Caught in a web of violence and political inertia

Unlike the ANC's leadership, striking miners do not have Mangaung on the mind. (Delwyn Verasamy, M&G)

Unlike the ANC's leadership, striking miners do not have Mangaung on the mind. (Delwyn Verasamy, M&G)

You could be mistaken for thinking that all is normal in South Africa right now. The Springboks lost to the All Blacks, Kaizer Chiefs are "quarter-champions" in the Premier Soccer League and Khaya Mthethwa won the Idols competition hands down.

But although all of that is true, local politicians are being killed weekly in KwaZulu-Natal, union leaders are being mowed down by hit squads in Rustenburg and platinum mines in North West have fired about 20 000 workers but are unable to resume production by hiring new people. And more miners look set to be fired.
SAA, the national airline, is facing turbulence, the rand is hitting new lows and for the fifth month in a row children are unable to attend classes in a Northern Cape township.

Crisis? What crisis?

But hang on – is it not true, also, that all these problems are coming at exactly the wrong time?

"We cannot afford all these crises right now – we have Mangaung on our mind," is what the politicians in the ruling party and in government seem to be saying. An MP complained this week that only one ANC MP had pitched up for a workshop she had organised for them. She reckoned they were all distracted, preoccupied by Mangaung.

Respected academic Stephen Friedman recently bemoaned the practice of political commentators constantly throwing their hands in the air and asking for the government to provide leadership.

He was referring to how all of us shirk responsibility and opt for the easy call to the government to provide leadership. What about the role of union leaders, business and civil society? What are they all doing?

Whisked away
Yes, armchair critics like myself should not be alarmist and shout "fire" in a crowded space. But to be honest, Dr Friedman, I am alarmed and I am about to scream "fire".

I will do so not because we have problems, but because it seems we are entangled in a web from which we cannot disentangle ourselves.

Why should we believe that the violence in KwaZulu-Natal will end? The minister of police – with all his bodyguards, nogal – had to be hurriedly whisked away from KwaMashu because it was too dangerous for him – several people have been killed there recently.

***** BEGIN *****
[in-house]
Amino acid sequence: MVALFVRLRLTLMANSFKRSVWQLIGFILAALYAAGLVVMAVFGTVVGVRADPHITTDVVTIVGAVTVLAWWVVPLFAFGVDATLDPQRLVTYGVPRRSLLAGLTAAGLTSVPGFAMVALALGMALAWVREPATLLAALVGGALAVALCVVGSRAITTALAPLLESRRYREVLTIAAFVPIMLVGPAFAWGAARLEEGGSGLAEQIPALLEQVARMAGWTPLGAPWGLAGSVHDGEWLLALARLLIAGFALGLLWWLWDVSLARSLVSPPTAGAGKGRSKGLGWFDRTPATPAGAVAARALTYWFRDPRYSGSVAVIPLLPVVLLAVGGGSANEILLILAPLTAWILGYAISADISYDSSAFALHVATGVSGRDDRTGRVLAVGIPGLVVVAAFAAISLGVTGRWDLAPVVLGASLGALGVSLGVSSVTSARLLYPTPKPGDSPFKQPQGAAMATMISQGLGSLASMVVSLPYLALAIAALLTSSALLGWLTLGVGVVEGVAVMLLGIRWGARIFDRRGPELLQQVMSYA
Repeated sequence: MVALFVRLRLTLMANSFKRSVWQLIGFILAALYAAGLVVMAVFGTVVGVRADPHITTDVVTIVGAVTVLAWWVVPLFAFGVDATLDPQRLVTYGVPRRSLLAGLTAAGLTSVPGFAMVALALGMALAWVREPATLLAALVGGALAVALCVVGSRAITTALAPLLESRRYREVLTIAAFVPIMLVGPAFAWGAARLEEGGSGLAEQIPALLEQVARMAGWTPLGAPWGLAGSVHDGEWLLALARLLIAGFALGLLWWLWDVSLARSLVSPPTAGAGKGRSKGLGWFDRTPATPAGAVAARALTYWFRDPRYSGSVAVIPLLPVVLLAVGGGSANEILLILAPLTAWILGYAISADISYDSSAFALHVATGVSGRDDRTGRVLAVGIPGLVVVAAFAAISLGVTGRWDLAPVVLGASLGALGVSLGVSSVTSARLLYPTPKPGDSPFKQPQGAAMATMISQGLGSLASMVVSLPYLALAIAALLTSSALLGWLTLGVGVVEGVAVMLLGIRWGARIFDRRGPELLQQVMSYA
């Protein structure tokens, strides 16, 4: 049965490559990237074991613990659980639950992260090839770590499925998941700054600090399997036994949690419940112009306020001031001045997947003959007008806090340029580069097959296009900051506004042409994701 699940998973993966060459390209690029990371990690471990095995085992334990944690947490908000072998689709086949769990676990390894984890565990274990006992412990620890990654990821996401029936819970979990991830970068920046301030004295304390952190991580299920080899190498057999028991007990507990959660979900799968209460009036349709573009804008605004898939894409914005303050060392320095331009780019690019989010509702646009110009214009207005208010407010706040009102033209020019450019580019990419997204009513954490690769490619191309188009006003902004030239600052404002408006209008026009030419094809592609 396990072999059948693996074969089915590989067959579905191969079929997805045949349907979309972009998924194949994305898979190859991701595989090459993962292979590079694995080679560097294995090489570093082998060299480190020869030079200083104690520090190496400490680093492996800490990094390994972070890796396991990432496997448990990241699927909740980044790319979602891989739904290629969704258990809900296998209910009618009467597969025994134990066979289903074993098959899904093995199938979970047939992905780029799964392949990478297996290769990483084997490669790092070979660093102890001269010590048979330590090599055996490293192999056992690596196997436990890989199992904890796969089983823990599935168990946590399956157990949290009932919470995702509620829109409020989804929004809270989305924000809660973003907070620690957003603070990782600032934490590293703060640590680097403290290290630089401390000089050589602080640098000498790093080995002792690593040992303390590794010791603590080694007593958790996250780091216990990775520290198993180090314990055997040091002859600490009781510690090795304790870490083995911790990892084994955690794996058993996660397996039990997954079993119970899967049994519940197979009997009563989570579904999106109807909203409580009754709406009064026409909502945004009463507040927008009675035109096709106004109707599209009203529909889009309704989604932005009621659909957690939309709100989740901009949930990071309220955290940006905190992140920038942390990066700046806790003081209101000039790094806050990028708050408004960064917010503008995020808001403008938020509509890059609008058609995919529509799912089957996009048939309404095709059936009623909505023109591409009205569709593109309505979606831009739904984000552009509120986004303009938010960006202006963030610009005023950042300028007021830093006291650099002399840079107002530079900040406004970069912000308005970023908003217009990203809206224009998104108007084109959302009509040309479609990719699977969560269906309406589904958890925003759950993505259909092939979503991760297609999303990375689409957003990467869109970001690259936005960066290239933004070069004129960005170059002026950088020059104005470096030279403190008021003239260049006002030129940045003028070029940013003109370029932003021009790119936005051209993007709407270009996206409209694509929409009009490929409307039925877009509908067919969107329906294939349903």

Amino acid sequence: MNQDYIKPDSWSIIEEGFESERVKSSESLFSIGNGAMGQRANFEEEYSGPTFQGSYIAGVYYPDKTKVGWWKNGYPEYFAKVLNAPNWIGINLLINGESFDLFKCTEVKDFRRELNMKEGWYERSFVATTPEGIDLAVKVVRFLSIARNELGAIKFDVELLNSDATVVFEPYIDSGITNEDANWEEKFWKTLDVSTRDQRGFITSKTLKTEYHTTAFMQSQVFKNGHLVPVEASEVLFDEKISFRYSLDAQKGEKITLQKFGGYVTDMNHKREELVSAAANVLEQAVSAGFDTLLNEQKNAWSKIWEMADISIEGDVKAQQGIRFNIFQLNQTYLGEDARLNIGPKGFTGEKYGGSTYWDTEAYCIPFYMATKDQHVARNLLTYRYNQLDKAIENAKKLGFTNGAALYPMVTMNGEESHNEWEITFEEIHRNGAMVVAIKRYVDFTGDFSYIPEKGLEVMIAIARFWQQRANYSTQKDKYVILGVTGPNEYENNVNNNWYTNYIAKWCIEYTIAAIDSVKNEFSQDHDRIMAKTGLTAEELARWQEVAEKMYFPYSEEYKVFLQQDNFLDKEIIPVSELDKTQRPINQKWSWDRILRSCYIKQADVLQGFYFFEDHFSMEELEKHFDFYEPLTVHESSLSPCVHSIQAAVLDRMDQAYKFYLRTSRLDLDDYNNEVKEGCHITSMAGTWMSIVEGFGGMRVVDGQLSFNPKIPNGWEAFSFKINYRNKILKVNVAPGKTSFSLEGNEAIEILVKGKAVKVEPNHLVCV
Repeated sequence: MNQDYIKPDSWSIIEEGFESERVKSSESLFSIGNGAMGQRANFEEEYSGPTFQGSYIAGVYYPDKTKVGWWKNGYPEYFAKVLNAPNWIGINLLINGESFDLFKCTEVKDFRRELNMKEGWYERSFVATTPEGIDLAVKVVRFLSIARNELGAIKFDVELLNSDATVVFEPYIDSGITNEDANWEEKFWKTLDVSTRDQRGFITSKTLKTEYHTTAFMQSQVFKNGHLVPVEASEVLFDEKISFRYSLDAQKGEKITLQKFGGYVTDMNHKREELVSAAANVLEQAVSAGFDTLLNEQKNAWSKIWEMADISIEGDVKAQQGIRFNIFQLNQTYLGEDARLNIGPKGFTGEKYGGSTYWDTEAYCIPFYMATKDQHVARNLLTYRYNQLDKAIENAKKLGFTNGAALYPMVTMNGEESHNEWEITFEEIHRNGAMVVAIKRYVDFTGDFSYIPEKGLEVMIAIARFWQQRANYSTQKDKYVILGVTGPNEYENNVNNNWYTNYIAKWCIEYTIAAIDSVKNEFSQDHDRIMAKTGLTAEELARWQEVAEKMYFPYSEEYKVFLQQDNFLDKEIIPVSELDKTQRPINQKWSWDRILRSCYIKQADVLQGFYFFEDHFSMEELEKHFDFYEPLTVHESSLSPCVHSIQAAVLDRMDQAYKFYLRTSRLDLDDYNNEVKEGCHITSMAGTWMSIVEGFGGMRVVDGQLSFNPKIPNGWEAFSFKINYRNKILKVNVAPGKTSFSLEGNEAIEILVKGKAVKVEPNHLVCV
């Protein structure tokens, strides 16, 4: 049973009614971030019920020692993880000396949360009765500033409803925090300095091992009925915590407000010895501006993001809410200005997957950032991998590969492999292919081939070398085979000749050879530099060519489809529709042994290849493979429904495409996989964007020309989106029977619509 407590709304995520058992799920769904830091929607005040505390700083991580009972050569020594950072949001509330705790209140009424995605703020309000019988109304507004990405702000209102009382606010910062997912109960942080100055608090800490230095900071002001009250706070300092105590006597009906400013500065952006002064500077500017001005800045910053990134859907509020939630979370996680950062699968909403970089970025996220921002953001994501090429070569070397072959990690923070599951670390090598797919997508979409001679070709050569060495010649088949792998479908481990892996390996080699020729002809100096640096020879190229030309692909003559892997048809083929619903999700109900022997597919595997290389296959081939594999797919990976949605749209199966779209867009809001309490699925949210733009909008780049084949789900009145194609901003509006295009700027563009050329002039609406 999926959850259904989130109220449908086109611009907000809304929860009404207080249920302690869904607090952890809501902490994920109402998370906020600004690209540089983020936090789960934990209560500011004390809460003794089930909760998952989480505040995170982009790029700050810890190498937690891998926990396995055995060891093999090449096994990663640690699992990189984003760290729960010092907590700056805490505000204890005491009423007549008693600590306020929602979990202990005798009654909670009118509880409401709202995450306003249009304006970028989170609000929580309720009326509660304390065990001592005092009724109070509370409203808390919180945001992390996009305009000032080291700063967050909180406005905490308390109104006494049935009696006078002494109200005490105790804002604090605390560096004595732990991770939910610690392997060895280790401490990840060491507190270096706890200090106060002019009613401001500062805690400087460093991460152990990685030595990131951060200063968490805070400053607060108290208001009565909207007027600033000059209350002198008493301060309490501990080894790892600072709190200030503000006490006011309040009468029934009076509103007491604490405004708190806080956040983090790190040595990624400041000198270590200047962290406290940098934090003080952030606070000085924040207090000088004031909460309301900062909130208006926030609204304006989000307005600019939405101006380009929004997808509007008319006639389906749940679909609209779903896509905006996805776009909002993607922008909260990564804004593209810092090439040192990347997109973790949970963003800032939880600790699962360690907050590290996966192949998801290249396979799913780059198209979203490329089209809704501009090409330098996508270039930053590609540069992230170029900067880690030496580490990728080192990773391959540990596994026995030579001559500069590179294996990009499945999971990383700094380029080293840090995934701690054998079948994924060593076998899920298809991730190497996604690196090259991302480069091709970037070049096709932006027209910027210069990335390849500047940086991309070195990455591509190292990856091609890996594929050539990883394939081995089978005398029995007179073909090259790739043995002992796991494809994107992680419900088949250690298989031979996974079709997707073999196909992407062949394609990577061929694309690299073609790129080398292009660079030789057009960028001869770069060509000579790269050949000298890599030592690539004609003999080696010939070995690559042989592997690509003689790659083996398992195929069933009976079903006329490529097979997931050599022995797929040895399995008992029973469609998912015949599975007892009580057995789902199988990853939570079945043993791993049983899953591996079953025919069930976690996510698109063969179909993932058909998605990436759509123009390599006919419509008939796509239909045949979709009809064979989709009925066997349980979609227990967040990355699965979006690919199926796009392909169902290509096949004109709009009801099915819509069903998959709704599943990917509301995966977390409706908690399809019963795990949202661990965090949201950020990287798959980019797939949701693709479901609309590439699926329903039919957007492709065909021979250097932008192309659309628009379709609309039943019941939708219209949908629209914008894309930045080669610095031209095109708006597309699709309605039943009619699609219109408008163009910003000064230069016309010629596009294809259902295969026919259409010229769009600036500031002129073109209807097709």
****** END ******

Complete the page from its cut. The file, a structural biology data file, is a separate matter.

Why should we trust that the killings in Rustenburg will end when the police refused to allow miners to open a case related to the killing of a miner last Sunday?

I cannot honestly expect that we are headed for stability when 20 000 miners are put out to pasture for embarking on an illegal strike. What happens to the family members who each of the miners feed?

And, given the recent history of violence in the area, do we expect that the dismissed workers will sit idly by and allow new employees to take their jobs? No. This means production will grind to a halt for even longer.

Our president, in his inimitable style, believes he has ministers who, ­having been delegated the responsibility to handle all these prickly matters, will get on with it – and he can continue with his official programme of opening a clinic here and cutting a ribbon there.

Deputy President Kgalema Motlanthe, as his recent biography by Ebrahim Harvey shows, has grave concerns about the running of South Africa but feels constrained to speak out lest he be seen as "populist".

But the deputy president's general attitude of not wanting to rock the boat means there is a lot that happens on his watch for which he will have to take responsibility.

But if he lives in the hope that one day, somehow, these problems will be solved, he is misguided. They might be solved, but it will be too late for the ANC. The lesson from the Western Cape and certain African countries is that once the liberation movement loses its grip it is very, very difficult to get it back.

The American fighter for civil rights, Martin Luther King Jr, was once asked by the white clergy to be patient in the fight against segregation because things would eventually change. His response was telling: "Such an attitude stems from a tragic misconception of time, from the strangely irrational notion that there is something in the very flow of time itself that will inevitably cure all ills. Actually, time itself is neutral; it can be used either destructively or constructively … human progress never rolls in on wheels of inevitability."

To bring the point closer home, Motlanthe is quoted in the biography as arguing that "a person dies when he or she does not stand up for what is right. If you remain quiet you become part of the problem and that negative force grows, but if you stand up and fight there is a possibility that you can win the war eventually."

Yet, deputy president, we are not seeing you fight. We are seeing you keep quiet and become part of the problem.

As for the president himself, can he risk making major interventions or pronouncements that may jeopardise the strong prospect that he is coming back for a second term as ANC president? Given his history, I suspect not.

So we will all wake up, go about our daily chores and pretend it is all okay. Crisis? What crisis?

Rapule Tabane

Rapule Tabane

Rapule Tabane is the Mail & Guardian's politics editor. He sometimes worries that he is a sports fanatic, but is in fact just crazy about Orlando Pirates. While he used to love reading only fiction, he is now gradually starting to enjoy political biographies. He was a big fan of Barack Obama, but now accepts that even he is only mortal. Read more from Rapule Tabane

Client Media Releases

NWU specialist receives innovation management award
Reduce packaging waste: Ipsos poll
What is transactional SMS?
MTN on data pricing